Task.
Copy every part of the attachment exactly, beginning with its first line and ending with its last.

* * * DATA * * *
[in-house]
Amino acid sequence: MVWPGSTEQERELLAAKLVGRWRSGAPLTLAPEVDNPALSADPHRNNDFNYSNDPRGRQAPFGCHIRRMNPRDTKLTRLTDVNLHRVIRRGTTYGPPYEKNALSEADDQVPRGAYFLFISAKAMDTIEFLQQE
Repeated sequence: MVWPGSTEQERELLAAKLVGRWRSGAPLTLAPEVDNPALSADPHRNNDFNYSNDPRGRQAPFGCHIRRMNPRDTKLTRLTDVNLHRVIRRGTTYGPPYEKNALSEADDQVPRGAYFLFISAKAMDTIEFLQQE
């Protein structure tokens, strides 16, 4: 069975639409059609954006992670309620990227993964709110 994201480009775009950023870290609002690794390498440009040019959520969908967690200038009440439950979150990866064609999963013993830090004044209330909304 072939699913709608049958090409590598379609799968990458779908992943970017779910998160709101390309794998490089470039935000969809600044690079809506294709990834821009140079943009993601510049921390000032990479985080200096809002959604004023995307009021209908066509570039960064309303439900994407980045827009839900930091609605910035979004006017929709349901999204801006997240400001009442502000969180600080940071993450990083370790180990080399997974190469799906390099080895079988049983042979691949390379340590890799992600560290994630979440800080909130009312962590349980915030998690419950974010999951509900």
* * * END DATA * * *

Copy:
[in-house]
Amino acid sequence: MVWPGSTEQERELLAAKLVGRWRSGAPLTLAPEVDNPALSADPHRNNDFNYSNDPRGRQAPFGCHIRRMNPRDTKLTRLTDVNLHRVIRRGTTYGPPYEKNALSEADDQVPRGAYFLFISAKAMDTIEFLQQE
Repeated sequence: MVWPGSTEQERELLAAKLVGRWRSGAPLTLAPEVDNPALSADPHRNNDFNYSNDPRGRQAPFGCHIRRMNPRDTKLTRLTDVNLHRVIRRGTTYGPPYEKNALSEADDQVPRGAYFLFISAKAMDTIEFLQQE
């Protein structure tokens, strides 16, 4: 069975639409059609954006992670309620990227993964709110 994201480009775009950023870290609002690794390498440009040019959520969908967690200038009440439950979150990866064609999963013993830090004044209330909304 072939699913709608049958090409590598379609799968990458779908992943970017779910998160709101390309794998490089470039935000969809600044690079809506294709990834821009140079943009993601510049921390000032990479985080200096809002959604004023995307009021209908066509570039960064309303439900994407980045827009839900930091609605910035979004006017929709349901999204801006997240400001009442502000969180600080940071993450990083370790180990080399997974190469799906390099080895079988049983042979691949390379340590890799992600560290994630979440800080909130009312962590349980915030998690419950974010999951509900």